I have some serious catching up to do as I have not been on this blog in months now. In my defense, I was home with quite a bit of you for six weeks so were able to spend time with us and watch Mila grow :). Nonetheless, I would like to back track just a bit before any current updates.
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A good friend of mine, Candace, came to visit us for two weeks right before our going to the states for vacation. We had a great time! It was nice being able to show someone from home how we live and what this place is actually like. Upon her coming she sent me a list of things that she wanted to do, and I think that we scratched a significant amount of things from here list.
- Burj Khalifa (tallest building in the world, stretching 2,723 feet off the ground)
Views from the top
*We went up to the 124th floor; that’s not even the top floor.
On site photos
This entails dune bashing, which is riding in a SUV with semi-deflated tires over sand dunes (I’m prone to car sickness so that was a nightmare for me); tour of a camel farm; and a traditional, outside arabic dinner along with a belly dance show.
Start of Our Safari
Our tour guide.
Picture of others while dune bashing.
Candace and I both got henna tattoos. Henna tattoos are very customary here. While you are sure to see elaborate ones during celebratory times, you also see moderate ones from day to day as well.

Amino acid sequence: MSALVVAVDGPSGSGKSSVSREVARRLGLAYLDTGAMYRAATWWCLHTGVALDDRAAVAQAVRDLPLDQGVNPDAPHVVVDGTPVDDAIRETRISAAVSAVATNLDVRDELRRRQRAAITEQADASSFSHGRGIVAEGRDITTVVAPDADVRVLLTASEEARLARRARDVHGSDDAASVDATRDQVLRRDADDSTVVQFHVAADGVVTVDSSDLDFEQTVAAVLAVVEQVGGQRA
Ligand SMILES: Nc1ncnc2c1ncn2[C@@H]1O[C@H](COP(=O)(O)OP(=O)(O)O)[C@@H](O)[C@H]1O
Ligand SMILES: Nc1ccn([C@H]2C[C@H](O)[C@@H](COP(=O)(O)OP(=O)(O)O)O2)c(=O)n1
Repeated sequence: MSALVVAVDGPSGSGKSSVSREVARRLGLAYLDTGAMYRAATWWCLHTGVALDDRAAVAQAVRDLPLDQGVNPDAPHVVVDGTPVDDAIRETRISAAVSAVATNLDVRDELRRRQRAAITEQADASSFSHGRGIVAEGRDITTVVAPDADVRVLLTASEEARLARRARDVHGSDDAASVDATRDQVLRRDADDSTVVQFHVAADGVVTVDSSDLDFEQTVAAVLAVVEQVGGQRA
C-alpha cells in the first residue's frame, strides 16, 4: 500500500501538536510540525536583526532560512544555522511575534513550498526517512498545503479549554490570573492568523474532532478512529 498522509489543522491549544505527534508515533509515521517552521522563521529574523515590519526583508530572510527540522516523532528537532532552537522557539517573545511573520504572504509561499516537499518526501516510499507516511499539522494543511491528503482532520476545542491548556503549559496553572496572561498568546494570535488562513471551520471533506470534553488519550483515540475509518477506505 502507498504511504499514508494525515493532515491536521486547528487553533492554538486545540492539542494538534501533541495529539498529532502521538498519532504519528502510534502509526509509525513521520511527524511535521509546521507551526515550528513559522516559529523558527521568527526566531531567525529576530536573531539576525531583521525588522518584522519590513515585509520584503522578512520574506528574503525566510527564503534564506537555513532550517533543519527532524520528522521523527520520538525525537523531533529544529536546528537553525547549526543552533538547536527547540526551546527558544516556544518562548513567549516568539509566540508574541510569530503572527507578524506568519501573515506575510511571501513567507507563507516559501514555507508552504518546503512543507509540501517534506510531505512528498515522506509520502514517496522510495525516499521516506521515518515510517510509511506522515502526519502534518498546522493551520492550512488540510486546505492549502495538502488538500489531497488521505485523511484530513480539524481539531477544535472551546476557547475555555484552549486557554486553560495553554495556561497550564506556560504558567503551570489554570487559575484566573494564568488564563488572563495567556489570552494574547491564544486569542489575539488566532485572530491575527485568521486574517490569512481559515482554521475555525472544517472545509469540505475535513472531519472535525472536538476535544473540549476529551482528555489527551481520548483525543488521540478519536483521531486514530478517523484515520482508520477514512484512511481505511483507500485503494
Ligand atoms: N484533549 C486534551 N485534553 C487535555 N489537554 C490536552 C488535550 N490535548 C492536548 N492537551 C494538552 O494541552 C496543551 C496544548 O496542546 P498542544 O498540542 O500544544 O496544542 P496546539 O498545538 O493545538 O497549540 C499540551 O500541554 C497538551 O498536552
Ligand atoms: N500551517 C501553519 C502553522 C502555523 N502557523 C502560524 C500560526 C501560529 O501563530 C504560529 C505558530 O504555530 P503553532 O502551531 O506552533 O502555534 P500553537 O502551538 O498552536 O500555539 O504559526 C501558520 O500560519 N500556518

My traditional dinner. I forgot to take pictures prior to “digging in.”
The belly dancer.
I wrote of this wedding in an earlier post and both Candace and I were really excited that she would be here during the festivities. She was excited to eat camel’s meat, which is customary at weddings and other huge celebrations, and I was excited to show her Al Quaa’, the place in which I worked my first year here. We went dress and accessory shopping under the notion that we would still be underdressed as this country gives “formal” a more grandiose definition. We were still excited.
Saeeda, the bride, told me that the festivities would start at 6pm, but the actual party would not begin until 11pm 0r 12. The party begins when the bride is presented in this country, and from what I have heard, that is usually after midnight. We did not want to be there from 6pm-1am, especially with the wedding being 1.5 hours away , so we planned to arrive at 9:30pm.
We ended up arriving at 10:30pm and to our surprise, the bride was already out. We’d missed everything. About 10 minutes after we arrived the bride, groom, and several others exited the wedding tent. The “party” time was moved up because the bride and groom had to travel to my city (Al Ain) for their hotel and did not want to have to travel too late.
On a brighter note, Candace was still able to taste camel’s meat as the meat was the centerpiece on every table and I was recognized by Saeeda’s sister who promised to let the her know that we were there. We ended up dancing on the stage for a little while with the sister and other female family members that lingered.
We don’t have pictures from the wedding site as Arabic women are not supposed to be photographed uncovered. I will tell you, however, that Saeeda’s wedding dress was beautiful. I’ve never seen such an extravagant wedding dress.
There were several weddings that took place that night in the village. People’s homes and tents were decorated with lights. Upon driving up to the village all we saw were rainbow of lights.
Candace and I after the wedding when we got back home. I decided to play dress-up that night, hence the hair accessories. I didn’t stand out a bit at the wedding.
We also visited a museum, Jabel Hafet (a mountain range in Al Ain), Dubai Mall, and some other local attractions. All in all, I’d say we all enjoyed ourselves.